I also know Joanne. I have met Joanne. She has a heart of gold. It is a fun video. Period.

  26. Lora
    Lora January 11, 2011 at 8:52 am | | Reply

    WE KNOW what it is like to live in fear of someone not waking up. I have stood beside my sleeping child JUST to see him breath.

    WE KNOW what its like not to take a day off. We live this reality everyday. We don’t sleep. We worry. We are there checking, logging, bolusing, treating lows and highs, basal testing… You name it. WE KNOW.

    May I don’t know how he really feels when his numbers are off, but I see it in his face, in his body and in his actions.

    I cry… I worry… I give EVERYTHING to take the load off of him. Don’t think that when he is an adult… this will change.

    I agree that Joanne’s video was made in MUCH NEEDED fun. It was a chance for her to make light of all the dumb comments people make. I had a doctor tell me her dog had diabetes… did I have a smart remark? NO, but I am sorry… giving your dog 1 or 2 shots a day… DOES NOT COMPARE.

  27. reyna
    reyna January 11, 2011 at 9:37 am | | Reply


    First off, I am sorry b/c you opened up a whole can of “D Mama” onto yourself. I think you are maybe missing the point that the video was made in fun. And, it has been widely popular in the DOC. Guess what? We all could use a laugh now and again.

    I don’t think Joanne was implying that her worries trump yours about your own health…although, in reviewing your comments it does appear that you perhaps do not have children. I know what my son is in for (as far as the “work load” of diabetes…the burden). I know this because I have been doing this for him for the past four years since his diagnosis at the age of three. Do I know how he feels when he is high? when he is low? when he needs to wait a low out to participate fully in his life? No. But, Dear Lord how I wish I did. It is hard to not know and I would take this on for him in a heart beat.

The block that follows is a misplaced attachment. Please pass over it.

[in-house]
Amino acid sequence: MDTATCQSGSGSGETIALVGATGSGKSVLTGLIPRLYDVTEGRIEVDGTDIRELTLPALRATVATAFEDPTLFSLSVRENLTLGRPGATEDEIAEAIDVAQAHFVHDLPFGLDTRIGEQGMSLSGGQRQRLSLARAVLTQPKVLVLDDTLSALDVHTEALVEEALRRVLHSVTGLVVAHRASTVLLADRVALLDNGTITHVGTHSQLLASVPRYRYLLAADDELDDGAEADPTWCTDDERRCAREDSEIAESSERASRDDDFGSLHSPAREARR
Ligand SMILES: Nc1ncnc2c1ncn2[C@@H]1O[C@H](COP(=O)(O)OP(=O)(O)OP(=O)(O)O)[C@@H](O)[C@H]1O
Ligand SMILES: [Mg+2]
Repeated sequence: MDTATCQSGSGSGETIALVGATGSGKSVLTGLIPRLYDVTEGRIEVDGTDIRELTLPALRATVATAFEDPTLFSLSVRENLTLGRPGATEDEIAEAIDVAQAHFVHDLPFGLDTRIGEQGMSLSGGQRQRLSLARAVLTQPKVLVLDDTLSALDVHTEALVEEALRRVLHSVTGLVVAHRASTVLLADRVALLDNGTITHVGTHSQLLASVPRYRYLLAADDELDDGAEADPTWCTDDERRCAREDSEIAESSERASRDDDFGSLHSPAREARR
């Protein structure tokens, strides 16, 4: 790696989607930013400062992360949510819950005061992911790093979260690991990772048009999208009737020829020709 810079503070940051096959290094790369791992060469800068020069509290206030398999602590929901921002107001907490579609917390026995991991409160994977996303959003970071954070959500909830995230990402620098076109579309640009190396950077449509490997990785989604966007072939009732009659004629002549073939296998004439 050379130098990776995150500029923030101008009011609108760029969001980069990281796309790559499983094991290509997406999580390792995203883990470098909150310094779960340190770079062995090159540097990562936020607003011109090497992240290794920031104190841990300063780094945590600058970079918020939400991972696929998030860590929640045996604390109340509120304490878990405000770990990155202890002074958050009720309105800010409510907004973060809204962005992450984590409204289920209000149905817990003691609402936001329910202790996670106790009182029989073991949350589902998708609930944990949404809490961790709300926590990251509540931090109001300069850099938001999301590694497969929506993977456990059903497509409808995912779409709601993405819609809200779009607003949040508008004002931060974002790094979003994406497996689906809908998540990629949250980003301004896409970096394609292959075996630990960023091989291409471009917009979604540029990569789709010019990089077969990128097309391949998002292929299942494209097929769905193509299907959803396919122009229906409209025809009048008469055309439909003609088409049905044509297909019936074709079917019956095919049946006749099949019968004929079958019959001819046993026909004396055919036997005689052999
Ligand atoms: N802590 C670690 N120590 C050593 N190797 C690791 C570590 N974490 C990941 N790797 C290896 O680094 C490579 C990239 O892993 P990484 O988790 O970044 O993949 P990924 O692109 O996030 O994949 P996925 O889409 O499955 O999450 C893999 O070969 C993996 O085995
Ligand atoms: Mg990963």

So, I don’t think Jo was maliciously picking on the “Diabetic Cat Lady”…it was a tongue in cheek video. I think you should enjoy it for what it is and either join a D Mama for a laugh OR leave her alone.


    Reyna Maher
    (Joe’s mother and crappy pancreas, and Joanne’s Portuguese Buddy)

  28. Joanne
    Joanne January 13, 2011 at 9:35 am | | Reply

    Thank you Meri, Lora and Reyna for your responses… they said what I wanted to in a much nicer way.

    And since this is not my blog, and completely the wrong forum, I will just say to doug that we will have to agree to disagree.

  29. Maria
    Maria January 13, 2011 at 10:35 am | | Reply

    What a wonderful inside look! I’m even more impressed and respectful of your accomplishment. Great job, Nat! You are a wonderful model and example to all people, not just those living with diabetes.

Leave a Reply